Friday, 23 October 2015

Lethal Perception

China has just cut its official interest rate by 25 basis points.  The reason given is to stimulate its economy, which has slowed to growth of 6.9%.  If that is the reason for the cut, it is mistaken, and no more likely to stimulate growth than any of the other six cuts it has made during this year, or the interest rates cuts and Quantitative Easing, by other central banks have had in stimulating growth.  In fact, those central bank policies have acted to reduce rather than stimulate growth.  What those policies have achieved, and what the PBOC's action today achieved, was rather to inflate asset price bubbles further, and it is, in fact, that which acts to slow rather than stimulate growth.

When I was sixteen, I was given a new asthma inhaler by my doctor.  I must have misunderstood the instructions he gave me, because I gained the impression that, unlike all the previous inhalers I had, this one could be used, as frequently as I felt I needed it.  All the others could only be used once every couple of hours, because they were based on adrenalyn.  So, one night, when I had come home from work, soon after being given this new inhaler, I felt I needed to use it.  As I didn't feel better immediately, I used it again, and this continued for some time, and instead of feeling better, I started to gradually feel worse and worse.

My parents called for the doctor - which was not easy at that time, because very few people actually had telephones in their home.  When the doctor arrived, he said I'd been lucky not to have given myself a fatal heart attack, by overuse of the inhaler.  The remedy was that I had to spend the next 12 hours sitting still on a straight backed chair, whilst the adrenalyn was gradually removed from my system.  It appeared that I had mistaken what was an anxiety attack for an asthma attack, and repeated doses of adrenalyn, therefore, made it worse rather than better.

The policies of central banks are having a similar effect.  What this ultra loose monetary policy does is to induce asset price bubbles.  The price of all forms of fictitious capital, be it in the shape of bonds, shares or property is inflated by it, not because anyone believes that the underlying productive assets are becoming more productive, capable of generating more profits, so as to be able to pay higher levels of interest, but only because they believe that the prices of those assets will be higher tomorrow than they are today.  But, as Andy Haldane has pointed out, this only leads to "capital eating itself".   Then when capital does eat itself, so that potential money-capital, is converted into revenue, which is used for speculation, rather than productive investment, it appears that the money drug has not yet worked, so another dose is taken, which pumps more adrenalyn into the fictitious capital, which becomes even more hyped, but confirms the view that the prices of these financial assets can continue to move higher and higher solely on the back of central bank support.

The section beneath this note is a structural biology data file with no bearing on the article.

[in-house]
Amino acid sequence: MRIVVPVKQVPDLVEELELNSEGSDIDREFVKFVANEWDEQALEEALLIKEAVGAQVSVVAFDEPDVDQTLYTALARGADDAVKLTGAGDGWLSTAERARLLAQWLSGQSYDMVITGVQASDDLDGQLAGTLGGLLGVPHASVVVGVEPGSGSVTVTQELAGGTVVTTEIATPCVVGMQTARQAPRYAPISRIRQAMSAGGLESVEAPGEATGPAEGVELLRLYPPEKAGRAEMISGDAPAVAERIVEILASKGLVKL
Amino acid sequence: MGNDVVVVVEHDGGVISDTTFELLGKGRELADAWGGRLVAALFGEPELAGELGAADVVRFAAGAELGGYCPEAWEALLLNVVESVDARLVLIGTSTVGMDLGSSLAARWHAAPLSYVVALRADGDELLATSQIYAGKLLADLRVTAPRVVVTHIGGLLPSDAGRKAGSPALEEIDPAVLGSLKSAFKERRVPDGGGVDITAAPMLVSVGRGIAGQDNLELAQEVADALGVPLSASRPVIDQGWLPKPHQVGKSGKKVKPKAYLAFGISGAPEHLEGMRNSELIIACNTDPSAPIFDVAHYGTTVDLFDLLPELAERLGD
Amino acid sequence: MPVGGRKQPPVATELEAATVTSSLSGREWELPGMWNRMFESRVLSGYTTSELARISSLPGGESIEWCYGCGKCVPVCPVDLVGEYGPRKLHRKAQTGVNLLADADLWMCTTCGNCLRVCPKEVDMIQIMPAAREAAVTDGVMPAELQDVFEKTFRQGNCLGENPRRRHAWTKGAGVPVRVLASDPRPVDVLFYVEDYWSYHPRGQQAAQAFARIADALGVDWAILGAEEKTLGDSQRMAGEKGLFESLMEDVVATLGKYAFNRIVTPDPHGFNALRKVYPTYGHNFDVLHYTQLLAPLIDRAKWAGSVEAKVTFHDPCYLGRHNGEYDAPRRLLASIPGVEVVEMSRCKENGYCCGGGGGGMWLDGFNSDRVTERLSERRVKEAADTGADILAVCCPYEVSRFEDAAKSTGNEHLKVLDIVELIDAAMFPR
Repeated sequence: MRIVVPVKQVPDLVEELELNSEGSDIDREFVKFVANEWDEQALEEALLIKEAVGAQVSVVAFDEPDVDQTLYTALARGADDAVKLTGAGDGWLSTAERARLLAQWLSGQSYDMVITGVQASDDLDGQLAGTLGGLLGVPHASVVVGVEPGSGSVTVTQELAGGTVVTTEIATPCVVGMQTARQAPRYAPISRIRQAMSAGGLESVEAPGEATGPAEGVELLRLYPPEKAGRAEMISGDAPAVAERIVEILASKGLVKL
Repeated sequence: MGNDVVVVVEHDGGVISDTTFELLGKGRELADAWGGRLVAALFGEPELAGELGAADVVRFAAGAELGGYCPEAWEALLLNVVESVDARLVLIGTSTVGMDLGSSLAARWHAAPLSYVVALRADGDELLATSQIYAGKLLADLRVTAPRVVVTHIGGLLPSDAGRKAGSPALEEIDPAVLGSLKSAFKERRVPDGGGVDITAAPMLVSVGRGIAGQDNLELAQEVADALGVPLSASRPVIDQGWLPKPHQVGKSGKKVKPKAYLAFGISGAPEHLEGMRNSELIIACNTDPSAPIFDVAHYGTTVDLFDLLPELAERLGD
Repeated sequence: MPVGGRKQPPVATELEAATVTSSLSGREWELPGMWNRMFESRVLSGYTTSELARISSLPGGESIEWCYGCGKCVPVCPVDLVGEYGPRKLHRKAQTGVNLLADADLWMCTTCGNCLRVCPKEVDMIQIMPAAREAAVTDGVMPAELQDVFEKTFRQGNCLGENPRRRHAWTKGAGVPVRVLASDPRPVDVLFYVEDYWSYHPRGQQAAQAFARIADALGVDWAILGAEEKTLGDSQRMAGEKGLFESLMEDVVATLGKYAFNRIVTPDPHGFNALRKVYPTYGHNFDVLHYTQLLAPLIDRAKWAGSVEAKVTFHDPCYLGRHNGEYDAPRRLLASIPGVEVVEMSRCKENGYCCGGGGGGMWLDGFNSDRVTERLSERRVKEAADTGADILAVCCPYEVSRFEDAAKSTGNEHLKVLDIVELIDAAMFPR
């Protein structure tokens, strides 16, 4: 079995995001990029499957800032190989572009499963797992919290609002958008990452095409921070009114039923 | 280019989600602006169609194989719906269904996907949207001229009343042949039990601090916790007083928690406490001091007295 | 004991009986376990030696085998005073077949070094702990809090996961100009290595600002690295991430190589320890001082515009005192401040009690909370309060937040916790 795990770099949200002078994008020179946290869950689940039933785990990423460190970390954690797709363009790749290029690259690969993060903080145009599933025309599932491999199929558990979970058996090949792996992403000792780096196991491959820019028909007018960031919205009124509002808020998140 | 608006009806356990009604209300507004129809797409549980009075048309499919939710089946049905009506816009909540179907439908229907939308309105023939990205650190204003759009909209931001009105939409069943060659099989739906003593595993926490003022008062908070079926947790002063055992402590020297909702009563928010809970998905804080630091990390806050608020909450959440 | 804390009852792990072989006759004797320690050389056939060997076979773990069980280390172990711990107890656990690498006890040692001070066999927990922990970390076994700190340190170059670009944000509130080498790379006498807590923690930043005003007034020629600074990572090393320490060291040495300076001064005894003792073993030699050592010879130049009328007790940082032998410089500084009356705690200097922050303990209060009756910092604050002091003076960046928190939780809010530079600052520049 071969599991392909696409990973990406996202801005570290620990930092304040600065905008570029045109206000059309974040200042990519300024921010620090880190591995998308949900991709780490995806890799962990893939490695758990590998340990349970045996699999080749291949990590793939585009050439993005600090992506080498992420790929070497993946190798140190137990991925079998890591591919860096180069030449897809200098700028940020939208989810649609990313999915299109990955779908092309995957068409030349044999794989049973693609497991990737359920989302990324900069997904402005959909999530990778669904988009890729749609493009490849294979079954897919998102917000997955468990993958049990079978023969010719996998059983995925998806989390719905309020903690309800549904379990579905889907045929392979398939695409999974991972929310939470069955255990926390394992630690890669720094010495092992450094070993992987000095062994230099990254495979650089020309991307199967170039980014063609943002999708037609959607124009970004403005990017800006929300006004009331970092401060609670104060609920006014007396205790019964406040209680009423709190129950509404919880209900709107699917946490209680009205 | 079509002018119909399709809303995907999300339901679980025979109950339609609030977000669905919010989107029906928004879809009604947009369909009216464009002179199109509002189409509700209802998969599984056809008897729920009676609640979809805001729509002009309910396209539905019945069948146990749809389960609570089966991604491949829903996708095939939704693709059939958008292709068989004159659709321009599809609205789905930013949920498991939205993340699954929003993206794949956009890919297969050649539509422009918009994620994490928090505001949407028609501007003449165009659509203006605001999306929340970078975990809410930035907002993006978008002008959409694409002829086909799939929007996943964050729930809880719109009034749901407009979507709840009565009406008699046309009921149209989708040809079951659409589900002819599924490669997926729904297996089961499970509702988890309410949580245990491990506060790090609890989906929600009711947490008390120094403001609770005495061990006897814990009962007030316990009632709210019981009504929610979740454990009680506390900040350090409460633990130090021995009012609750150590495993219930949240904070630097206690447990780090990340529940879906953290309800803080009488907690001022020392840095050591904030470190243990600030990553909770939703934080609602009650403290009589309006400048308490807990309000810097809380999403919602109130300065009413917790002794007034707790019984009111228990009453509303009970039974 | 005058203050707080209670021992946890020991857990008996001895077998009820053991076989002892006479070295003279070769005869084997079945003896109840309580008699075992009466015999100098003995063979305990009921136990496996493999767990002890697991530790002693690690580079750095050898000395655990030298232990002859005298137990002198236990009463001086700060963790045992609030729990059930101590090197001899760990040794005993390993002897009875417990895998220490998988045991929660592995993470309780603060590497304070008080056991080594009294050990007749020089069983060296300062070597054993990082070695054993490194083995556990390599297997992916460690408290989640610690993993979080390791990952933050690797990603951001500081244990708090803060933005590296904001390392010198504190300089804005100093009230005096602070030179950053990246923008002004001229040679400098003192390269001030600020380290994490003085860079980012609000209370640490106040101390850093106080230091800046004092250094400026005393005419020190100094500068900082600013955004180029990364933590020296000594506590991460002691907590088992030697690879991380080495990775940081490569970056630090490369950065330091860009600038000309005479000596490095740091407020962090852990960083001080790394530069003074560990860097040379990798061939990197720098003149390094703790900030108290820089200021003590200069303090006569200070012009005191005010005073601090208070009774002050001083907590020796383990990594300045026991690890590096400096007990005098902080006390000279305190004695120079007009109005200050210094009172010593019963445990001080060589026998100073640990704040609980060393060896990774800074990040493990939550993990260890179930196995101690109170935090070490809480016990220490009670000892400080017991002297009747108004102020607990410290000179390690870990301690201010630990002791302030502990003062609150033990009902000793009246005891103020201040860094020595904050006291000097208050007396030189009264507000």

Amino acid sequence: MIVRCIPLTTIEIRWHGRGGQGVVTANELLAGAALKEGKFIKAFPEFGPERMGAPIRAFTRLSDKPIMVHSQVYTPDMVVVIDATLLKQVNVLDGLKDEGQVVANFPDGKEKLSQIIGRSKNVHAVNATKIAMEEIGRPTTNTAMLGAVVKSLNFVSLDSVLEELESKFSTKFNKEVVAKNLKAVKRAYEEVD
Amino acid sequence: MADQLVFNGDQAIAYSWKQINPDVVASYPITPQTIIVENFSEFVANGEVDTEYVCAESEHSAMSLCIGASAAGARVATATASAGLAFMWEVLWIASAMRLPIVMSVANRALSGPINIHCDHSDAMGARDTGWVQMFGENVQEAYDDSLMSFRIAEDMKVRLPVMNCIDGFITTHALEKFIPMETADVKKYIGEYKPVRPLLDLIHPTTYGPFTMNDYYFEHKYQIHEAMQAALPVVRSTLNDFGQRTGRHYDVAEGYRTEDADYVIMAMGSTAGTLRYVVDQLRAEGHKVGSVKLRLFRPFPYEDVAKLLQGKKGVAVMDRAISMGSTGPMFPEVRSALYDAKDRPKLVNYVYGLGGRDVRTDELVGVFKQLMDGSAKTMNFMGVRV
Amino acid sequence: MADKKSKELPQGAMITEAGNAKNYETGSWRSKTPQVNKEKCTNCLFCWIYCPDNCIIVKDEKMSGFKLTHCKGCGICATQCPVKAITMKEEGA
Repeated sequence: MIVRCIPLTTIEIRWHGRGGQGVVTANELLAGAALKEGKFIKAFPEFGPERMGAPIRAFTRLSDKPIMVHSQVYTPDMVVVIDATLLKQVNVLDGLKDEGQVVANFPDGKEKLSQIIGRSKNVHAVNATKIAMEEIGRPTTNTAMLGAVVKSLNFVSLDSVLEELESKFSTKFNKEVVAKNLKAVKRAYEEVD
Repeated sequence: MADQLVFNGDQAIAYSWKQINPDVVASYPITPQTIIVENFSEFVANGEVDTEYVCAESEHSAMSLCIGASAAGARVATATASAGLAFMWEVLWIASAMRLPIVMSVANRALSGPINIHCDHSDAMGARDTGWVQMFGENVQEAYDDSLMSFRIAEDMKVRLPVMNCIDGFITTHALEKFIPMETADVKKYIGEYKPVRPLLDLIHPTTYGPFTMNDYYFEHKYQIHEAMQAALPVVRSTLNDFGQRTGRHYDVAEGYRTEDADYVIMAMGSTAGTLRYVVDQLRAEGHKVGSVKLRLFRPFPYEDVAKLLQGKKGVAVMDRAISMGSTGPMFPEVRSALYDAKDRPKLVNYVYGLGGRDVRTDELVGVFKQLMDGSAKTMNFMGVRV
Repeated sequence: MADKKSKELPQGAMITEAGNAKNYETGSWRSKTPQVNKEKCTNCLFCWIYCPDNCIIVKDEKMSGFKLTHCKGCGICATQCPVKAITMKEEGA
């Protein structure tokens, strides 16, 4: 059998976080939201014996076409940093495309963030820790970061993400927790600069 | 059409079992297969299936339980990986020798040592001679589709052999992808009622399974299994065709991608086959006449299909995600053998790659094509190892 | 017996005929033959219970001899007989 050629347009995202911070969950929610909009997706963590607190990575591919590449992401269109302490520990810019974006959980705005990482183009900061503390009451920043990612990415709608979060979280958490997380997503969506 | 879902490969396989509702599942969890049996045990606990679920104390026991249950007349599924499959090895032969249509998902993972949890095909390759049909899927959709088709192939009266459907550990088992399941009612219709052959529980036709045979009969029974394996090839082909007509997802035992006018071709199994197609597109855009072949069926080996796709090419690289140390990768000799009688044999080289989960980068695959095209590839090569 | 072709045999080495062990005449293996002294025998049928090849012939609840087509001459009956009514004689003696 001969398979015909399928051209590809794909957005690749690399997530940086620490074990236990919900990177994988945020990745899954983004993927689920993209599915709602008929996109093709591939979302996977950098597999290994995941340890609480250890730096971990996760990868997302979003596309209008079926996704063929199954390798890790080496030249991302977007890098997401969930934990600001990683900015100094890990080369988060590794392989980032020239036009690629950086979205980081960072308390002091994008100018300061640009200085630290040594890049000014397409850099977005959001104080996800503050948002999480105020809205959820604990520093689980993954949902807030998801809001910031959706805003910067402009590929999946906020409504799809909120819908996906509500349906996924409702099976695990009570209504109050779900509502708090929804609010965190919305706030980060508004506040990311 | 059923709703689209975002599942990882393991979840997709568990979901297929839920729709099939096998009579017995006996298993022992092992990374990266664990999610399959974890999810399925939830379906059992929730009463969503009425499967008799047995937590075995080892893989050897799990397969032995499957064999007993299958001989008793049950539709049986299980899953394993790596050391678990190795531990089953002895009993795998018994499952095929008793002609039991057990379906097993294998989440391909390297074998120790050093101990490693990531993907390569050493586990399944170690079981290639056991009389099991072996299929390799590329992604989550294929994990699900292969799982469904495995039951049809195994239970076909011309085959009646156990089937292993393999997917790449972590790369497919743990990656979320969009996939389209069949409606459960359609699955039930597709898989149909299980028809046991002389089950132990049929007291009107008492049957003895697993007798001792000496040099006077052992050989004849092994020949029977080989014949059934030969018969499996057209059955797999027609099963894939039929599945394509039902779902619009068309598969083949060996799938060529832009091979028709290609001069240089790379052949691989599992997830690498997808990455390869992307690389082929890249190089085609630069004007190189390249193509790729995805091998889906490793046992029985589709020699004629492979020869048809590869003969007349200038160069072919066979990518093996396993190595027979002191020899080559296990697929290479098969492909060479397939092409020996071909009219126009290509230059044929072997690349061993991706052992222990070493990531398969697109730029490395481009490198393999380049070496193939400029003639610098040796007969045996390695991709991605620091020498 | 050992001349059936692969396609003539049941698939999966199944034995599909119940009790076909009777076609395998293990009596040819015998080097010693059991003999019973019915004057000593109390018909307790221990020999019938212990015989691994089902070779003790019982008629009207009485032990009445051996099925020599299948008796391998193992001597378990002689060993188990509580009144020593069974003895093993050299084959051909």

Its not that hard to understand.  Productive-capital produces profits, and these profits are divided into a series of revenues.  Firstly, there is the profit that belongs to the productive and commercial capitalist; secondly, there is the interest that belongs to the money-lending capitalist (which takes the form of interest on bank loans, dividends on shares, coupon on bonds); and finally there is the rent paid to the owner of landed property.

Out of the first, the wages of the "functioning-capitalists" the day to day professional managers, must be paid, and after that an amount remains that can be used internally for investment.  All of the other revenues are needed to cover the consumption of the different fractions of capital who receive them. But, for those individuals who obtain very large revenues from these sources, a portion is always thereby available to be used as potential money-capital, i.e. to be thrown into the money market, to be borrowed by productive-capital for the accumulation of productive-capital.

But, there is no reason why all or any of this money will be used in that way.  The old feudal aristocracy, which obtained large rents, was infamous for not only spending all of its revenues, but even for borrowing additional sums on top, to simply engage in conspicuous consumption, for example.  But, in just the same way, these revenues can be used not as money-capital, but simply as money to engage in speculation.  The purchase of existing fictitious capital is precisely that, speculation.  It may have as its purpose the generation of further revenues - a bit like someone who buys Premium Bonds, on the basis of regular small prizes, with the hope of also winning the jackpot - but increasingly, it becomes the achievement of large, rapid capital gains, based on sharp rises in stock, bond or property markets.  In contrast to someone who puts their money into Premium Bonds, its instead like putting all your money into buying Lottery Tickets.

And the comparison is apt, because buying existing bonds, shares or property does no more to build a single factory, produce a single machine, or an additional house than does buying Premium Bonds, or Lottery Tickets, or just putting all your money on red at the roulette wheel.  Only the use of money as money-capital, to buy a new factory, machine, or to build a new house, with the intention of creating surplus value via that production, can have that effect.  It is precisely, because rigging the financial markets to appear as a one way bet, ensures that large amounts of revenues remain as revenues, used only for speculation rather than productive consumption, that potential resources for actual capital accumulation are drained away, and that, as a consequence, actual economic growth is undermined, and retarded.